Marilyn Lerner Luminance

Marilyn Lerner Luminance
Back in the ’60s and into the ’70s, there was a style of painting that came into popularity, called hyperrealism. True to its name, it portrayed fairly mundane objects (e.g. cars, storefronts) in ferocious detail, paying obsessive attention to reflective surfaces and colour. The results were perspectives that the human eye could not reproduce if it looked at the same object, due to the physical limitations of the eye itself. Marilyn Lerner has presented an album of solo piano music that uses various recording techniques to give us audio snapshots of music that you could not hear in real life unless you managed to get inside the piano itself. In this way she has taken an interesting approach that gets into the realm of electro-acoustics and remixers. The music itself is a fascinating mix of tuned percussion, electronic glitch, orgies of overtones and blazing technique. The debts to Cowell, Messiaen, Cage and Debussy have been paid off with interest and Lerner manages to avoid the trap of having the piano preparations and extended recording techniques sound like gimmicks. It’s a real treat to hear piano music as it’s heard by the musician, in all its detail and at the same time realise that she is responding so closely to subtleties that a live listener could only guess at. A remarkable piano album in which the piano itself becomes a truly significant other.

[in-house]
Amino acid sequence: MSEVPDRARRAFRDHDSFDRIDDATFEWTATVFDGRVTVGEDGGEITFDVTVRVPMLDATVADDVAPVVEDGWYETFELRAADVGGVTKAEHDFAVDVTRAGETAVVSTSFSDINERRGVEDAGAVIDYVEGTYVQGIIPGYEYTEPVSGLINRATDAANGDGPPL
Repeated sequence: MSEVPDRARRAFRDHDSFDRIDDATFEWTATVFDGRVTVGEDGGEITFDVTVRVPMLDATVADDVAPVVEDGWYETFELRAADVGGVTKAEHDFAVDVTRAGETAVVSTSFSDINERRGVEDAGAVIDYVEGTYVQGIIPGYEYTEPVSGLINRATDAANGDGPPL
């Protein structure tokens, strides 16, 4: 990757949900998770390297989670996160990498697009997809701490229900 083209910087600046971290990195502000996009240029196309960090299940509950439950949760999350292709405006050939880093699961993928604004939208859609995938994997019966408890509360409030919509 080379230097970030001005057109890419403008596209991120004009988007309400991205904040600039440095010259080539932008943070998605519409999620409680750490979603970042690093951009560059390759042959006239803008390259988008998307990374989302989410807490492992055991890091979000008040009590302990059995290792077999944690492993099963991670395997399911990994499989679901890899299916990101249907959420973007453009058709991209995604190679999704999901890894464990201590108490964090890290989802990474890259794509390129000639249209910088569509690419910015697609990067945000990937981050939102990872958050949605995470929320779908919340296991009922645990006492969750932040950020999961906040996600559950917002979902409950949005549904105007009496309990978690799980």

What inspired you to record an album this way? Lerner: Well, first of all, recording piano has always been a pain in the ass. I had been interested in audio for a while and what different mics can do, so I wanted to work with the shadings and colours of sound and work through some of that stuff. We also worked with compression in the mastering stage to bring out some of the harmonics in particular pieces, but it’s mainly about improvising. It’s all improvised. The mastering and recording were kind of like developing photographs, where you bring out certain things in that process, but it was the musical integrity of each piece that I was going for. In that way it’s a very personal snapshot of where I am right now when it comes to the piano and improvising, but it’s also a chance to get a listener’s ears right inside the piano.

Do you plan on taking a similar approach to live playing? Yeah, if I could find someone who was hip to do it with; but it’s also tricky because it’s such a specific situation. You can’t just go into a club and make it work. You need a good PA and mics and a technician who’s also a musician, a good piano and a good room. I mean if I could find all that in one place, I’d love to do it. (Ambiances Magnétiques)